Often, a tripod is sold with a head as a single item, but with more upmarket tripods the legs and head are usually sold separately so that you can choose which you want to use. There is a universal 3/8-inch screw attachment used on tripods and heads so that as a rule you can fit any tripod head to any tripod.
Ball heads are smaller, lighter and often cheaper than three way heads. They operate on a simple principle – the camera is attached to a ball which sits in a socket. You release a locking screw to allow the ball (and the camera) to move in any direction, then tighten the locking screw to fix it in that position.
More advanced ball heads have a larger payload (weight capacity) and come with additional controls. Many have a separate pan axis so that you can turn the camera horizontally without otherwise affect its angle. This is useful for panoramas or panning shots, where you don’t want free movement in every direction.
Some ball heads also have friction controls, so that when you release the locking knob, there is still some resistance in the movement and the camera doesn’t instantly ‘flop’. This helps with precise positioning too.
Three way heads
Despite the controls on more advanced ball heads, they still don’t offer the precision and positioning accuracy of a three way head. Here, the head offers three axes of movement, including a pan axis, a tilt axis and a third axis usually used for rotating the camera through 90 degrees for vertical shots.
These are sometimes called ‘pan and tilt’ heads but it’s more accurate to call them three way heads. You can also get specially designed video heads, however, which don’t have that third axis of rotation (you don’t shoot video in a vertical format, only horizontal).
Three way heads can have their own adaptations for particular areas of photography. Videographers will often pick a ‘fluid head’ that uses smooth-turning fluid capsules instead of regular bearings. These give much smoother and more controllable manual camera movements while filming.
Landscape and architectural photographers may use a ‘panoramic head’ designed specifically for taking overlapping images for stitching together into a seamless panorama on a computer. Panoramic heads have scales on the pan axis to measure the angle of rotation for a consistent overlap, and specially designed camera plates that let you slide the camera forward and back to get its optical center (nodal point) directly over the axis of rotation – this helps eliminate parallax shifts with nearby objects.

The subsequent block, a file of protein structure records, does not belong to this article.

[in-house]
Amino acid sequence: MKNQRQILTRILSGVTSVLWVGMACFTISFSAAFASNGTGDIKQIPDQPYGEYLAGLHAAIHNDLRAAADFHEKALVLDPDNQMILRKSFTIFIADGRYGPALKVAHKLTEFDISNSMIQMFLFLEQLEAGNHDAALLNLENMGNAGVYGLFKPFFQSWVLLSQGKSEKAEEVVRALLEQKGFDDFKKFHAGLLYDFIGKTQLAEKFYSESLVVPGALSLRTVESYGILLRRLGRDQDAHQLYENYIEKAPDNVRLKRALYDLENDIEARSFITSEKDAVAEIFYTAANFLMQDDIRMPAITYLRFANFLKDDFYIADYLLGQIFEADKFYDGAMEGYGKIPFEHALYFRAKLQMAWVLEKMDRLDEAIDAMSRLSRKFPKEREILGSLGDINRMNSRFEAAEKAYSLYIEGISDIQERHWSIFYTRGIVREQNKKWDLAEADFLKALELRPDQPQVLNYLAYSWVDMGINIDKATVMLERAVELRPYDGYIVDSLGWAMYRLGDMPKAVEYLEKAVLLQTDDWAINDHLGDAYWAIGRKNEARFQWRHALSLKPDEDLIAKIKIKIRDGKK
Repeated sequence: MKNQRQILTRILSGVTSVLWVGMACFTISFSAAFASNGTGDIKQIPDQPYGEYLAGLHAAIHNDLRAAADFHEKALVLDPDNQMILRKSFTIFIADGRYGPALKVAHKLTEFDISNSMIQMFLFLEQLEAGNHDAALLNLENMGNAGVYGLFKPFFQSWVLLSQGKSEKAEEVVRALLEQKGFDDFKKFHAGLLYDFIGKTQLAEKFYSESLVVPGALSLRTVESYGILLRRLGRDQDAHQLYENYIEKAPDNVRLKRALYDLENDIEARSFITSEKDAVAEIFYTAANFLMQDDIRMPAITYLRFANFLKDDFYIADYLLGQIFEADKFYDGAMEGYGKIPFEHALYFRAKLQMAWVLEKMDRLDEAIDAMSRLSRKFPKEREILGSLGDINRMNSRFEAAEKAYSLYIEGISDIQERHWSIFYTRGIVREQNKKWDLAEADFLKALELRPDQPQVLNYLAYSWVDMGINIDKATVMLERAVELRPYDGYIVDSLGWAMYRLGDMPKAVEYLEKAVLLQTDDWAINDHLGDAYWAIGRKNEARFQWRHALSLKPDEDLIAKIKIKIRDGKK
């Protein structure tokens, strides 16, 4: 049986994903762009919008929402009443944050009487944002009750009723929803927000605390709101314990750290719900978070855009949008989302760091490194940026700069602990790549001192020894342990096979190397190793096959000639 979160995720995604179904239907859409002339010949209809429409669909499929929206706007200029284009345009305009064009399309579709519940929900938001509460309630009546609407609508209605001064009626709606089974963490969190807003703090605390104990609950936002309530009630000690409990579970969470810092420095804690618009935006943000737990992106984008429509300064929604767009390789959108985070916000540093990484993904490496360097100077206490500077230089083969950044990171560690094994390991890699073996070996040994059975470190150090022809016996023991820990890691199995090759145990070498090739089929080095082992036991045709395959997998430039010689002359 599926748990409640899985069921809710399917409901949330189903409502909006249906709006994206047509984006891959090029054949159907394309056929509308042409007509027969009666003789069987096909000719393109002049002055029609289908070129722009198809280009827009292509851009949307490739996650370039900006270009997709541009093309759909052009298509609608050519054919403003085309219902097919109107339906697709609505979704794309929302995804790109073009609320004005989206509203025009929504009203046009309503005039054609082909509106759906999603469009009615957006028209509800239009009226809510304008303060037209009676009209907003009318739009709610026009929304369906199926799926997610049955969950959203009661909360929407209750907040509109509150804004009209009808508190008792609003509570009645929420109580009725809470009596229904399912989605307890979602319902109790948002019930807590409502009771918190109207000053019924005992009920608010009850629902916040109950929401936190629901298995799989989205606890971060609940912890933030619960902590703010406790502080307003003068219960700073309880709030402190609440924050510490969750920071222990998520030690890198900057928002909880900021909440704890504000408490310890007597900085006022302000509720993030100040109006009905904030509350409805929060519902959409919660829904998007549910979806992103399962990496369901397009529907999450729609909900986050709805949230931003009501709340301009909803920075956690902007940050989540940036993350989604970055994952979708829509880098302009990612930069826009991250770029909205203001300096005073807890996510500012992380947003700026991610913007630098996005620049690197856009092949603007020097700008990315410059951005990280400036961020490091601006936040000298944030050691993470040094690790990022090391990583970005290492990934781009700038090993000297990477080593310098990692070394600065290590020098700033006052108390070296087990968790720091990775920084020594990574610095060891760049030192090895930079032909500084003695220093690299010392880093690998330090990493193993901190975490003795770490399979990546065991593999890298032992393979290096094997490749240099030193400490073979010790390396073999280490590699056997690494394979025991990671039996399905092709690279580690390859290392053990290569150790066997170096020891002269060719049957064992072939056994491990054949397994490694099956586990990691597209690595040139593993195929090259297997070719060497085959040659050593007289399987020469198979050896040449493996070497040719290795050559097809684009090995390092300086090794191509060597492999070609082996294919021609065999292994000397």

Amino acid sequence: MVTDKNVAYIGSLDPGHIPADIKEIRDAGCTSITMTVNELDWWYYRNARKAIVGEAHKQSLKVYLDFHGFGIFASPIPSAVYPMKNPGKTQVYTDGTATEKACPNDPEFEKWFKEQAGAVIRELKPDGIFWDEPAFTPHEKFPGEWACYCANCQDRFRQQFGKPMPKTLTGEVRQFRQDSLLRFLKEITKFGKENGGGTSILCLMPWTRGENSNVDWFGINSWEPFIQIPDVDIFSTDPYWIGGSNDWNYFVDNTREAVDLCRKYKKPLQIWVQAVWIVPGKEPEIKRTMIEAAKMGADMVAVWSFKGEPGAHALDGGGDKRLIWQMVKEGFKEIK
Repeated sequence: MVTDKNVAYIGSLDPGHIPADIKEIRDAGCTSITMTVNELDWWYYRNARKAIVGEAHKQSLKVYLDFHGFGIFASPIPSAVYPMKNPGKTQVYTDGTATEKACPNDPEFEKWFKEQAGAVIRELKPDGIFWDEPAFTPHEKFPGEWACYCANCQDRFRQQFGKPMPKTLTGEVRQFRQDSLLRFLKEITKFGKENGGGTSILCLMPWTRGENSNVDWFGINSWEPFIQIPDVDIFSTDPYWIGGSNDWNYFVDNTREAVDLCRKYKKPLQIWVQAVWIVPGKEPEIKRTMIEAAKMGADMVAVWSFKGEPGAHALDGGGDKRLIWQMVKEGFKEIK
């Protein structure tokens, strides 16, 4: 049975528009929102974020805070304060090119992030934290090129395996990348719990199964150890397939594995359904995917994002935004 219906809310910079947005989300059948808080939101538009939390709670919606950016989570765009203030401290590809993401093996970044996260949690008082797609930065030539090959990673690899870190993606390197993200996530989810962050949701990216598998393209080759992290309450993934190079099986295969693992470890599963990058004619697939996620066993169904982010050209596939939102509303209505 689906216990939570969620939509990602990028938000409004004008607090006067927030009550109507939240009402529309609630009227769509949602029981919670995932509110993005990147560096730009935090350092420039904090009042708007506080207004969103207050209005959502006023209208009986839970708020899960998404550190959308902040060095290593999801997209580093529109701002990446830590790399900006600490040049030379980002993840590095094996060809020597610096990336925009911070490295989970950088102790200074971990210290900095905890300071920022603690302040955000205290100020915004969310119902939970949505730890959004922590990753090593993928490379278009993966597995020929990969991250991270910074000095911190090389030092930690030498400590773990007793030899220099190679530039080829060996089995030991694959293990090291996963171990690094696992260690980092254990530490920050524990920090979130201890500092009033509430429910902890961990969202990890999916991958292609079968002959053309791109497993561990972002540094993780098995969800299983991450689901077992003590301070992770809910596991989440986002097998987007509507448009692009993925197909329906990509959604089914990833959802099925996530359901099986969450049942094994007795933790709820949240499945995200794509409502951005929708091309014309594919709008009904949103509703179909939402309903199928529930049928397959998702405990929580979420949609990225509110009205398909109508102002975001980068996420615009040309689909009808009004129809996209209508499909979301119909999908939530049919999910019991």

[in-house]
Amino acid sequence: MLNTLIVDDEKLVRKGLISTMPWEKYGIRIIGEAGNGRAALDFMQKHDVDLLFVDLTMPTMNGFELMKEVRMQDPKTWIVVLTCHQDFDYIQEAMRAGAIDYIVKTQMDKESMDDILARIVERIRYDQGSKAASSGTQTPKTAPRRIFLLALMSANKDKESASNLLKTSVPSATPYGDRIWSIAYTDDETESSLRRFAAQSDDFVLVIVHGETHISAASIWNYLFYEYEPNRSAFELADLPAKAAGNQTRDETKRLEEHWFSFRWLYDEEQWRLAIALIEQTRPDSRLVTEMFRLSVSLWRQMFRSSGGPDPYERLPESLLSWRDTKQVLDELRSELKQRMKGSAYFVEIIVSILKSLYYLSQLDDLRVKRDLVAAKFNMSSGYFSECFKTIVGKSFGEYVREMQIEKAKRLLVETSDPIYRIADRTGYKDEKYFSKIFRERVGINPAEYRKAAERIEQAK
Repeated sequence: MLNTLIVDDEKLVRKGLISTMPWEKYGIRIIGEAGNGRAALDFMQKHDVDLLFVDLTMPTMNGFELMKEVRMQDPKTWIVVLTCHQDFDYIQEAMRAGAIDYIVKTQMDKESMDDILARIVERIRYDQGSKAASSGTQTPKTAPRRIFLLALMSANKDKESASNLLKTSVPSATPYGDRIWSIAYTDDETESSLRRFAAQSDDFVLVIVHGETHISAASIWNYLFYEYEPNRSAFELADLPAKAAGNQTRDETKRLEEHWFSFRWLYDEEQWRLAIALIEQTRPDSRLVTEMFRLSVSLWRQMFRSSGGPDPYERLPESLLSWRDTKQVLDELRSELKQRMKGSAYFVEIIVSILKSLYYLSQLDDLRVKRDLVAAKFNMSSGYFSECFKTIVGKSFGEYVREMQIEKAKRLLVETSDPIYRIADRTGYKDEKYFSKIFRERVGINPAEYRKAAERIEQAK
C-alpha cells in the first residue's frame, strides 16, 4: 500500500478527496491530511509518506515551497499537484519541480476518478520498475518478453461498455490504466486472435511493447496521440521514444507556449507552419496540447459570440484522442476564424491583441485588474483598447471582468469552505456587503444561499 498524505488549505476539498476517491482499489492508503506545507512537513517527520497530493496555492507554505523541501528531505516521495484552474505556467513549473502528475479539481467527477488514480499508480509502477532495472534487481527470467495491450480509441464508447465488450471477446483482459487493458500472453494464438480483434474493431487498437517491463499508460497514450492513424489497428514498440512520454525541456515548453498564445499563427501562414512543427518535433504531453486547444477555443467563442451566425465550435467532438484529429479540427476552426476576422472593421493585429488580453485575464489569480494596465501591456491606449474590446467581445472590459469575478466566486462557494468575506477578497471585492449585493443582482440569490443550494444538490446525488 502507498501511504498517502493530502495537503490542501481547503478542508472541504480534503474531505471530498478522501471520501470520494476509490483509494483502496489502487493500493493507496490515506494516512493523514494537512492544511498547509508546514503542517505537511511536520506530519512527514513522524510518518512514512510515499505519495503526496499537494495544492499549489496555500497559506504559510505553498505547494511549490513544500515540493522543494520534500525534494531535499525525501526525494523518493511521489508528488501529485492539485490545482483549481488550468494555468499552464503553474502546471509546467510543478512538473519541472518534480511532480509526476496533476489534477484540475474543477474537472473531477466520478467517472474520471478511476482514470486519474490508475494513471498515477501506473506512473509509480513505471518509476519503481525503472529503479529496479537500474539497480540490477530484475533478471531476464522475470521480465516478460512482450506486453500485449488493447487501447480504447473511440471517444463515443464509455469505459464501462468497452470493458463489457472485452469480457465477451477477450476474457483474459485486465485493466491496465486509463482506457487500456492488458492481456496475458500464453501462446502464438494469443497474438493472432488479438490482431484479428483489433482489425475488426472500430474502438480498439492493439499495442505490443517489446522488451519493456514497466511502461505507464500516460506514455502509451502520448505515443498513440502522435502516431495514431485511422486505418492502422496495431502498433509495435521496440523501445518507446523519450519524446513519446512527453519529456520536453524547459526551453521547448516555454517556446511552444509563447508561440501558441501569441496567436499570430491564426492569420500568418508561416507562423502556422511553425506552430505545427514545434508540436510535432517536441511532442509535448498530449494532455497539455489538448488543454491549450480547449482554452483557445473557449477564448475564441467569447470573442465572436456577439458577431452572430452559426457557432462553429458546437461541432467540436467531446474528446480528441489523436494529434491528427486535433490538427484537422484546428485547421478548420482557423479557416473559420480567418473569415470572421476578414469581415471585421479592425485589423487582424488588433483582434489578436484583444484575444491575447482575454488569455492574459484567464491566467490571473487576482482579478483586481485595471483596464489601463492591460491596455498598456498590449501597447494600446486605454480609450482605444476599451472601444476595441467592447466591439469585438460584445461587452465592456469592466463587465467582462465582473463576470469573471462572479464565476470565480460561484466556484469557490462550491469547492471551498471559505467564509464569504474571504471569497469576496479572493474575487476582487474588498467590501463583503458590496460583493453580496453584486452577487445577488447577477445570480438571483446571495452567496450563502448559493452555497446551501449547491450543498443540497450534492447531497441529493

Close-up, nature and macro photographers will often use a geared head for more precise positioning. Instead of releasing a handle and turning the camera manually, you turn a knob linked to a screw drive to move the camera in much smaller and more precise increments.
Quick release plates
On basic tripod heads, you simply screw the camera on directly. Most tripod heads, however, use a quick release plate. You screw this into the base of the camera and then clip the plate (and camera) on to the tripod head. Once the plate is attached to the camera, it’s much quicker to attach and remove it from the tripod to swap quickly between tripod and handheld shooting.
Different makers use different quick release plate design. Manfrotto, for example, uses a proprietary QR plate design. However, many tripod and tripod head makers use a more or less standardised Arca Swiss design. Arca Swiss is a high-end camera maker whose quick release plate design has been adopted widely by others.